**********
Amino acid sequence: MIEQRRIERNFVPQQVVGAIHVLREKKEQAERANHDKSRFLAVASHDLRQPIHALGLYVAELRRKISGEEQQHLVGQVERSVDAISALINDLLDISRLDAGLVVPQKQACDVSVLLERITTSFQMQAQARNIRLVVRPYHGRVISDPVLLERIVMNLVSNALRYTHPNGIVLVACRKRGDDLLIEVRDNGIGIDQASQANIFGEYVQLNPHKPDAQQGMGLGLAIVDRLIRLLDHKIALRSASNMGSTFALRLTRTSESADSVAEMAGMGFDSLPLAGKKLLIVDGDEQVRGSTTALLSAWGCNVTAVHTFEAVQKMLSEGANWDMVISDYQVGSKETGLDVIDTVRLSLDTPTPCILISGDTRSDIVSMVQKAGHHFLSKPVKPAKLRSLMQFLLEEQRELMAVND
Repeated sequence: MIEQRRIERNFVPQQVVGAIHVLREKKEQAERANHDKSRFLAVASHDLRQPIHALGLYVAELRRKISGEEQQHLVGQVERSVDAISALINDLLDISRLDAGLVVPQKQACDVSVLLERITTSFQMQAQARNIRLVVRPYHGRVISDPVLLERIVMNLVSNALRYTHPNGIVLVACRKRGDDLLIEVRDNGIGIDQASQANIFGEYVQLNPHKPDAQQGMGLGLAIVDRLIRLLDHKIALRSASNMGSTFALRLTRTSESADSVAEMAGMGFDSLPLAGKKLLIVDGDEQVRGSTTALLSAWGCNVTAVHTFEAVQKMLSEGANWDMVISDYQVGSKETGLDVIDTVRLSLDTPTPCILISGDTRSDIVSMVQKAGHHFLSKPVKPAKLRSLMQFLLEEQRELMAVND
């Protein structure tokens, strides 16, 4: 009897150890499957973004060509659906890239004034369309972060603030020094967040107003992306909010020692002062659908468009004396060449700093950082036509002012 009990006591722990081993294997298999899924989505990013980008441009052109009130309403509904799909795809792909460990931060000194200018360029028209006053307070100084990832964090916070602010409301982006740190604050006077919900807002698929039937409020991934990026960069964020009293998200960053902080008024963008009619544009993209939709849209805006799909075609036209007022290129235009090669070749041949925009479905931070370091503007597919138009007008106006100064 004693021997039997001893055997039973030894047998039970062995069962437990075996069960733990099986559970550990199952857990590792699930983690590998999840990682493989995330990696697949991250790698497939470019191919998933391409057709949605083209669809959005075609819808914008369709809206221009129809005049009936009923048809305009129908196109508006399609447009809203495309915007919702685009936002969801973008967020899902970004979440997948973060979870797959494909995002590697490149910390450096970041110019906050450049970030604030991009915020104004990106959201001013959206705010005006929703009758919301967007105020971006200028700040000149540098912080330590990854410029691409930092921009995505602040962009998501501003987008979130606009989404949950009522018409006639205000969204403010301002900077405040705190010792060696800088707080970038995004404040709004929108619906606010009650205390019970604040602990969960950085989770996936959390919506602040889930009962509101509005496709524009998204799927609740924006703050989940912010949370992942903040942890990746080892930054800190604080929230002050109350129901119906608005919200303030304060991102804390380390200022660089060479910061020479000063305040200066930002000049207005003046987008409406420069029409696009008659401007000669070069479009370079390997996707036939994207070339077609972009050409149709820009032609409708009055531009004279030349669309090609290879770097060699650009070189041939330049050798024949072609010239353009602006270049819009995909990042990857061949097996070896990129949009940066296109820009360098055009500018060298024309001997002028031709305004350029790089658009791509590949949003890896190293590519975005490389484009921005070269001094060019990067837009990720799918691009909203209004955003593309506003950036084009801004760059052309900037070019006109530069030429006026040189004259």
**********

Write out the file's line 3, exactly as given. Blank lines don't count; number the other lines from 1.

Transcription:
């Protein structure tokens, strides 16, 4: 009897150890499957973004060509659906890239004034369309972060603030020094967040107003992306909010020692002062659908468009004396060449700093950082036509002012 009990006591722990081993294997298999899924989505990013980008441009052109009130309403509904799909795809792909460990931060000194200018360029028209006053307070100084990832964090916070602010409301982006740190604050006077919900807002698929039937409020991934990026960069964020009293998200960053902080008024963008009619544009993209939709849209805006799909075609036209007022290129235009090669070749041949925009479905931070370091503007597919138009007008106006100064 004693021997039997001893055997039973030894047998039970062995069962437990075996069960733990099986559970550990199952857990590792699930983690590998999840990682493989995330990696697949991250790698497939470019191919998933391409057709949605083209669809959005075609819808914008369709809206221009129809005049009936009923048809305009129908196109508006399609447009809203495309915007919702685009936002969801973008967020899902970004979440997948973060979870797959494909995002590697490149910390450096970041110019906050450049970030604030991009915020104004990106959201001013959206705010005006929703009758919301967007105020971006200028700040000149540098912080330590990854410029691409930092921009995505602040962009998501501003987008979130606009989404949950009522018409006639205000969204403010301002900077405040705190010792060696800088707080970038995004404040709004929108619906606010009650205390019970604040602990969960950085989770996936959390919506602040889930009962509101509005496709524009998204799927609740924006703050989940912010949370992942903040942890990746080892930054800190604080929230002050109350129901119906608005919200303030304060991102804390380390200022660089060479910061020479000063305040200066930002000049207005003046987008409406420069029409696009008659401007000669070069479009370079390997996707036939994207070339077609972009050409149709820009032609409708009055531009004279030349669309090609290879770097060699650009070189041939330049050798024949072609010239353009602006270049819009995909990042990857061949097996070896990129949009940066296109820009360098055009500018060298024309001997002028031709305004350029790089658009791509590949949003890896190293590519975005490389484009921005070269001094060019990067837009990720799918691009909203209004955003593309506003950036084009801004760059052309900037070019006109530069030429006026040189004259």